Prehistoric Technology', 'Excavating Artefacts', 'Life and
Death in the Mesolithic', 'The Role of Animal Bone in
Excavations'. Although it is only early November, the
Christmas term will soon be over and this will be her last
week of lectures. Briefly, she conjures up the faces of her
students: earnest, hard-working, slightly dull. She only
teaches postgraduates these days and rather misses the
casual, hungover good humour of the undergraduates. Her
students are so keen, waylaying her after lectures to talk
about Lindow Man and Boxgrove Man and whether
women really would have played a significant role in
prehistoric society. Look around you, she wants to shout,
we don't always play a significant role in this society. Why
do you think a gang of grunting hunter-gatherers would
have been any more enlightened than we?
Thought for the Day seeps into her unconscious,
reminding her that it is time to leave. 'In some ways, God
is like an iPod …' She puts her plate and cup in the sink
and leaves down food for her cats, Sparky and Flint. As
she does so, she answers the ever-present sardonic interviewer
in her head. 'OK, I'm a single, overweight woman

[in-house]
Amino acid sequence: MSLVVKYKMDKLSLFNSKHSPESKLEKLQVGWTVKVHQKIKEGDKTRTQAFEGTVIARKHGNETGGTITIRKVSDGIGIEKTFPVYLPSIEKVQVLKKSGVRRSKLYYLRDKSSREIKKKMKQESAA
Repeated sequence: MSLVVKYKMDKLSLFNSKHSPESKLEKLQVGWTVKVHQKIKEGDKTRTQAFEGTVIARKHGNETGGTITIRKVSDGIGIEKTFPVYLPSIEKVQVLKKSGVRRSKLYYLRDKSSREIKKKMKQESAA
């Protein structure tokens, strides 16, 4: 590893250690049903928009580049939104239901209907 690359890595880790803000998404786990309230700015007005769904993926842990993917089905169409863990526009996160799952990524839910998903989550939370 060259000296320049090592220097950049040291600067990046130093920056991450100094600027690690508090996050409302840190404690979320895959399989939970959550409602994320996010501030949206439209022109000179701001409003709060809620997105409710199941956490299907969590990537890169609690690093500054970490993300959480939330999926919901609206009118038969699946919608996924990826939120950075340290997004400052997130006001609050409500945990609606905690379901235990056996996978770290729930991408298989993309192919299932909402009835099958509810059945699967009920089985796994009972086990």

on my own and I have cats. What's the big deal? And,
OK, sometimes I do speak to them but I don't imagine
that they answer back and I don't pretend that I'm any
more to them than a convenient food dispenser.' Right
on cue, Flint, a large ginger Tom, squeezes himself
through the cat flap and fixes her with an unblinking,
'Does God feature on our Recently Played list or do we
sometimes have to press Shuffle?'
Ruth strokes Flint and goes back into the sitting room to
put her papers into her rucksack. She winds a red scarf (her
only concession to colour: even fat people can buy scarves)
round her neck and puts on her anorak. Then she turns out
the lights and leaves the cottage.
Ruth's cottage is one in a line of three on the edge of
the Saltmarsh. One is occupied by the warden of the bird
sanctuary, the other by weekenders who come down in
summer, have lots of toxic barbecues and park their 4 °-
4 in front of Ruth's view. The road is frequently flooded
in spring and autumn and often impassable by midwinter.
'Why don't you live somewhere more convenient?' her
colleagues ask. 'There are some lovely properties in
King's Lynn, or even Blakeney if you want to be near to